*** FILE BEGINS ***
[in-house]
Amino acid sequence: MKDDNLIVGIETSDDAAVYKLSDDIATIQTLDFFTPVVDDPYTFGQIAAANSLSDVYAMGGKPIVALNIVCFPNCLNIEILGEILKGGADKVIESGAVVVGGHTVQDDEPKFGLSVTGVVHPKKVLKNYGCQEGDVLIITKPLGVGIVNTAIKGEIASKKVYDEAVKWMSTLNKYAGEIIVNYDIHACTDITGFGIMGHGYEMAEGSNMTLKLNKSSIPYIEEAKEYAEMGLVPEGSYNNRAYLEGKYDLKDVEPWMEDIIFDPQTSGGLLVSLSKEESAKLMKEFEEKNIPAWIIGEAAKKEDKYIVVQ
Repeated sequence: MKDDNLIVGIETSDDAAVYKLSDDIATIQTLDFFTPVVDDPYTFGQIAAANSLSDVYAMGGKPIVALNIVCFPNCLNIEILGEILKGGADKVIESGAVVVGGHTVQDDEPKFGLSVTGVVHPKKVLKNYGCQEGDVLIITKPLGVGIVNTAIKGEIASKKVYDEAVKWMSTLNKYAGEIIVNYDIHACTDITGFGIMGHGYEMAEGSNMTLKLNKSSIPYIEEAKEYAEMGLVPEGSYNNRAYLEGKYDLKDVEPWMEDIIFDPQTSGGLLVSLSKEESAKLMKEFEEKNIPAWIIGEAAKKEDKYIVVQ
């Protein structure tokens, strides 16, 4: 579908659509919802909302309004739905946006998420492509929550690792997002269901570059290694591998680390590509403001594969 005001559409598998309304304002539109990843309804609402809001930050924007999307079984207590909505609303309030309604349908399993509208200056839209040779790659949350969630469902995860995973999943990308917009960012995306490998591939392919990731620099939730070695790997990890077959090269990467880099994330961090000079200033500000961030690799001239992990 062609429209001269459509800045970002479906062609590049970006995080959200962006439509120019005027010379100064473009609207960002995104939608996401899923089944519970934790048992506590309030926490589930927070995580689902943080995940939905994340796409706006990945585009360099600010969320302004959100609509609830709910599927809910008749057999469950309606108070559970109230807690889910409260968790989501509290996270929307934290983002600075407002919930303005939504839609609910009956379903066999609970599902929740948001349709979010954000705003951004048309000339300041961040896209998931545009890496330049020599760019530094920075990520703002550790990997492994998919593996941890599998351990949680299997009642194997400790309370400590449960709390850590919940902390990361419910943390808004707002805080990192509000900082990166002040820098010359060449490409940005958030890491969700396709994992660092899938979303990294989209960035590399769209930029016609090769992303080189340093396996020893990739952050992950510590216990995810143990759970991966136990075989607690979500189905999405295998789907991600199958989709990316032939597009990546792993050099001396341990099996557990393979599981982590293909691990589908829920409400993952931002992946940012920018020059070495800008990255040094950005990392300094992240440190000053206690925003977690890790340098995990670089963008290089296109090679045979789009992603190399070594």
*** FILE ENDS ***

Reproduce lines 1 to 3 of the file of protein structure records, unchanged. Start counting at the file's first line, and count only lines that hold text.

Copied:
[in-house]
Amino acid sequence: MKDDNLIVGIETSDDAAVYKLSDDIATIQTLDFFTPVVDDPYTFGQIAAANSLSDVYAMGGKPIVALNIVCFPNCLNIEILGEILKGGADKVIESGAVVVGGHTVQDDEPKFGLSVTGVVHPKKVLKNYGCQEGDVLIITKPLGVGIVNTAIKGEIASKKVYDEAVKWMSTLNKYAGEIIVNYDIHACTDITGFGIMGHGYEMAEGSNMTLKLNKSSIPYIEEAKEYAEMGLVPEGSYNNRAYLEGKYDLKDVEPWMEDIIFDPQTSGGLLVSLSKEESAKLMKEFEEKNIPAWIIGEAAKKEDKYIVVQ
Repeated sequence: MKDDNLIVGIETSDDAAVYKLSDDIATIQTLDFFTPVVDDPYTFGQIAAANSLSDVYAMGGKPIVALNIVCFPNCLNIEILGEILKGGADKVIESGAVVVGGHTVQDDEPKFGLSVTGVVHPKKVLKNYGCQEGDVLIITKPLGVGIVNTAIKGEIASKKVYDEAVKWMSTLNKYAGEIIVNYDIHACTDITGFGIMGHGYEMAEGSNMTLKLNKSSIPYIEEAKEYAEMGLVPEGSYNNRAYLEGKYDLKDVEPWMEDIIFDPQTSGGLLVSLSKEESAKLMKEFEEKNIPAWIIGEAAKKEDKYIVVQ